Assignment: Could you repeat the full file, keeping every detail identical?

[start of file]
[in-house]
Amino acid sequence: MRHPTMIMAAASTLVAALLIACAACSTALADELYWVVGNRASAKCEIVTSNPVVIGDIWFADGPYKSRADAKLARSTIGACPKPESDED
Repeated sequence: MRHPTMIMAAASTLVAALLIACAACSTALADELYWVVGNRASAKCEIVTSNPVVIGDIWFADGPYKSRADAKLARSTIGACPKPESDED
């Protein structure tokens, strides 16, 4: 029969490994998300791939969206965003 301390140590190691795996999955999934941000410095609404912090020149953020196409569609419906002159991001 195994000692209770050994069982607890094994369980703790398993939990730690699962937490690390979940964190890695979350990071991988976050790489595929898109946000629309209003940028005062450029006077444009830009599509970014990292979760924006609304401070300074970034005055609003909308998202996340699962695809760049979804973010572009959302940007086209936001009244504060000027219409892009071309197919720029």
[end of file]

[in-house]
Amino acid sequence: MRHPTMIMAAASTLVAALLIACAACSTALADELYWVVGNRASAKCEIVTSNPVVIGDIWFADGPYKSRADAKLARSTIGACPKPESDED
Repeated sequence: MRHPTMIMAAASTLVAALLIACAACSTALADELYWVVGNRASAKCEIVTSNPVVIGDIWFADGPYKSRADAKLARSTIGACPKPESDED
């Protein structure tokens, strides 16, 4: 029969490994998300791939969206965003 301390140590190691795996999955999934941000410095609404912090020149953020196409569609419906002159991001 195994000692209770050994069982607890094994369980703790398993939990730690699962937490690390979940964190890695979350990071991988976050790489595929898109946000629309209003940028005062450029006077444009830009599509970014990292979760924006609304401070300074970034005055609003909308998202996340699962695809760049979804973010572009959302940007086209936001009244504060000027219409892009071309197919720029």